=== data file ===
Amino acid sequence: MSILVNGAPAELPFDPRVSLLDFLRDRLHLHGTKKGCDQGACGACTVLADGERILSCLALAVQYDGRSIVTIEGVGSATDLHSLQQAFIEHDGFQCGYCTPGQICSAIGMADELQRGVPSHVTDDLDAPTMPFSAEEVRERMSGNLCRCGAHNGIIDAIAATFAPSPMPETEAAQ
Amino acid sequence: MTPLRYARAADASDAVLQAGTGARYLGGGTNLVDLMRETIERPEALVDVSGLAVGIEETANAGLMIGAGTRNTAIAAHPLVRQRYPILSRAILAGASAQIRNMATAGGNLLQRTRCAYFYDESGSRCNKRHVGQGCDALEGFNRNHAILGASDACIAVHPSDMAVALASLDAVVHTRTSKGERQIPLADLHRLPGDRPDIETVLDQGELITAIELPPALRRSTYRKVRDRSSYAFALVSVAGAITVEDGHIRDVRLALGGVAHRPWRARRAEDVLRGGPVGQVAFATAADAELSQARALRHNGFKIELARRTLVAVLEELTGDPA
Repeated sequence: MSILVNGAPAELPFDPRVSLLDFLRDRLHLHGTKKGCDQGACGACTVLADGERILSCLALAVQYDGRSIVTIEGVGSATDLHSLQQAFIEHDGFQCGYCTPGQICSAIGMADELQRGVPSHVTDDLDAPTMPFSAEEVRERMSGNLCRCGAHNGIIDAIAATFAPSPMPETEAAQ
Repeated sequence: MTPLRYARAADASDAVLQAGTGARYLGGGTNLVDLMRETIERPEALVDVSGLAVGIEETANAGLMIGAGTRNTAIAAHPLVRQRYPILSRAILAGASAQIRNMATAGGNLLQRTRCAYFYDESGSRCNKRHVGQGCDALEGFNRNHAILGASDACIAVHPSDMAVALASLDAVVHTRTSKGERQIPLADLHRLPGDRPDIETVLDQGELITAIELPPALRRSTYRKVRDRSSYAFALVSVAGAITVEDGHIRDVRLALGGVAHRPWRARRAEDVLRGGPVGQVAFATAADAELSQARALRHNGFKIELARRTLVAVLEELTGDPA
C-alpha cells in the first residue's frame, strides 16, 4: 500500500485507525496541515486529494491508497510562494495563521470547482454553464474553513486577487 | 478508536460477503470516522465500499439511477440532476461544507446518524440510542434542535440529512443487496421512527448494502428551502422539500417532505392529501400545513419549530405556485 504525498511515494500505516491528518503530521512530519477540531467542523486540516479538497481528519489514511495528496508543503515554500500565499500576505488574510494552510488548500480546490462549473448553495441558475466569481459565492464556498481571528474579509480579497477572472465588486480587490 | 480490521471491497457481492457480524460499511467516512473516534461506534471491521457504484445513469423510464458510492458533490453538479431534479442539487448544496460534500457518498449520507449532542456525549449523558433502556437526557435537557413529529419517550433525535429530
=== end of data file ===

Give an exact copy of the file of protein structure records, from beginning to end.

Amino acid sequence: MSILVNGAPAELPFDPRVSLLDFLRDRLHLHGTKKGCDQGACGACTVLADGERILSCLALAVQYDGRSIVTIEGVGSATDLHSLQQAFIEHDGFQCGYCTPGQICSAIGMADELQRGVPSHVTDDLDAPTMPFSAEEVRERMSGNLCRCGAHNGIIDAIAATFAPSPMPETEAAQ
Amino acid sequence: MTPLRYARAADASDAVLQAGTGARYLGGGTNLVDLMRETIERPEALVDVSGLAVGIEETANAGLMIGAGTRNTAIAAHPLVRQRYPILSRAILAGASAQIRNMATAGGNLLQRTRCAYFYDESGSRCNKRHVGQGCDALEGFNRNHAILGASDACIAVHPSDMAVALASLDAVVHTRTSKGERQIPLADLHRLPGDRPDIETVLDQGELITAIELPPALRRSTYRKVRDRSSYAFALVSVAGAITVEDGHIRDVRLALGGVAHRPWRARRAEDVLRGGPVGQVAFATAADAELSQARALRHNGFKIELARRTLVAVLEELTGDPA
Repeated sequence: MSILVNGAPAELPFDPRVSLLDFLRDRLHLHGTKKGCDQGACGACTVLADGERILSCLALAVQYDGRSIVTIEGVGSATDLHSLQQAFIEHDGFQCGYCTPGQICSAIGMADELQRGVPSHVTDDLDAPTMPFSAEEVRERMSGNLCRCGAHNGIIDAIAATFAPSPMPETEAAQ
Repeated sequence: MTPLRYARAADASDAVLQAGTGARYLGGGTNLVDLMRETIERPEALVDVSGLAVGIEETANAGLMIGAGTRNTAIAAHPLVRQRYPILSRAILAGASAQIRNMATAGGNLLQRTRCAYFYDESGSRCNKRHVGQGCDALEGFNRNHAILGASDACIAVHPSDMAVALASLDAVVHTRTSKGERQIPLADLHRLPGDRPDIETVLDQGELITAIELPPALRRSTYRKVRDRSSYAFALVSVAGAITVEDGHIRDVRLALGGVAHRPWRARRAEDVLRGGPVGQVAFATAADAELSQARALRHNGFKIELARRTLVAVLEELTGDPA
C-alpha cells in the first residue's frame, strides 16, 4: 500500500485507525496541515486529494491508497510562494495563521470547482454553464474553513486577487 | 478508536460477503470516522465500499439511477440532476461544507446518524440510542434542535440529512443487496421512527448494502428551502422539500417532505392529501400545513419549530405556485 504525498511515494500505516491528518503530521512530519477540531467542523486540516479538497481528519489514511495528496508543503515554500500565499500576505488574510494552510488548500480546490462549473448553495441558475466569481459565492464556498481571528474579509480579497477572472465588486480587490 | 480490521471491497457481492457480524460499511467516512473516534461506534471491521457504484445513469423510464458510492458533490453538479431534479442539487448544496460534500457518498449520507449532542456525549449523558433502556437526557435537557413529529419517550433525535429530